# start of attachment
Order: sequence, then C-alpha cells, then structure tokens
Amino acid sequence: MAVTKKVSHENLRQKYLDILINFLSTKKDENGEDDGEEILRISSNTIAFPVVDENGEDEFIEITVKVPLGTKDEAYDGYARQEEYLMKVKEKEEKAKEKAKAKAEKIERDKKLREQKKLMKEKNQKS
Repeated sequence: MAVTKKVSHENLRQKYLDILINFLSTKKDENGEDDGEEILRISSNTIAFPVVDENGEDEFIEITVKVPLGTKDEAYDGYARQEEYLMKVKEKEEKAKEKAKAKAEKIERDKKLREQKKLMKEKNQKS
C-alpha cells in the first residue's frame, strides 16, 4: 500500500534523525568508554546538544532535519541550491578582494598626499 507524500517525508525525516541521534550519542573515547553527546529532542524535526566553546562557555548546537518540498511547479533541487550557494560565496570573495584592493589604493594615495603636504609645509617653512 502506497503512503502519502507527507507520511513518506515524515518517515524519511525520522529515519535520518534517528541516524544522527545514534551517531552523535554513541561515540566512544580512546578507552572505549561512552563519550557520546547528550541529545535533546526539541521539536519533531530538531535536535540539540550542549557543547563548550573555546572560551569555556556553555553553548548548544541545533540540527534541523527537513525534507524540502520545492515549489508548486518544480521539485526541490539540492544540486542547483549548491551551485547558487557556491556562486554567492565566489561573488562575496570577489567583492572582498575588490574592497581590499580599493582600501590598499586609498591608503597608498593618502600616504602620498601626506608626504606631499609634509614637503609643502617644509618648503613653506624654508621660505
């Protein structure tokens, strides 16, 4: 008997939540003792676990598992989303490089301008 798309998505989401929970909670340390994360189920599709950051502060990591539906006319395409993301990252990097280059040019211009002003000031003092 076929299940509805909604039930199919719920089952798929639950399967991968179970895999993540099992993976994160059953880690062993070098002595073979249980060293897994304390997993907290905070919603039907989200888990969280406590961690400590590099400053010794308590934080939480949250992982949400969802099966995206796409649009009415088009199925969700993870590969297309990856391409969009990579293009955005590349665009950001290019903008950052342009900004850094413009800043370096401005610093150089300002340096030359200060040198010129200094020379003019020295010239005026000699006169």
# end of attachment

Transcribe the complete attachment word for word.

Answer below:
Order: sequence, then C-alpha cells, then structure tokens
Amino acid sequence: MAVTKKVSHENLRQKYLDILINFLSTKKDENGEDDGEEILRISSNTIAFPVVDENGEDEFIEITVKVPLGTKDEAYDGYARQEEYLMKVKEKEEKAKEKAKAKAEKIERDKKLREQKKLMKEKNQKS
Repeated sequence: MAVTKKVSHENLRQKYLDILINFLSTKKDENGEDDGEEILRISSNTIAFPVVDENGEDEFIEITVKVPLGTKDEAYDGYARQEEYLMKVKEKEEKAKEKAKAKAEKIERDKKLREQKKLMKEKNQKS
C-alpha cells in the first residue's frame, strides 16, 4: 500500500534523525568508554546538544532535519541550491578582494598626499 507524500517525508525525516541521534550519542573515547553527546529532542524535526566553546562557555548546537518540498511547479533541487550557494560565496570573495584592493589604493594615495603636504609645509617653512 502506497503512503502519502507527507507520511513518506515524515518517515524519511525520522529515519535520518534517528541516524544522527545514534551517531552523535554513541561515540566512544580512546578507552572505549561512552563519550557520546547528550541529545535533546526539541521539536519533531530538531535536535540539540550542549557543547563548550573555546572560551569555556556553555553553548548548544541545533540540527534541523527537513525534507524540502520545492515549489508548486518544480521539485526541490539540492544540486542547483549548491551551485547558487557556491556562486554567492565566489561573488562575496570577489567583492572582498575588490574592497581590499580599493582600501590598499586609498591608503597608498593618502600616504602620498601626506608626504606631499609634509614637503609643502617644509618648503613653506624654508621660505
């Protein structure tokens, strides 16, 4: 008997939540003792676990598992989303490089301008 798309998505989401929970909670340390994360189920599709950051502060990591539906006319395409993301990252990097280059040019211009002003000031003092 076929299940509805909604039930199919719920089952798929639950399967991968179970895999993540099992993976994160059953880690062993070098002595073979249980060293897994304390997993907290905070919603039907989200888990969280406590961690400590590099400053010794308590934080939480949250992982949400969802099966995206796409649009009415088009199925969700993870590969297309990856391409969009990579293009955005590349665009950001290019903008950052342009900004850094413009800043370096401005610093150089300002340096030359200060040198010129200094020379003019020295010239005026000699006169």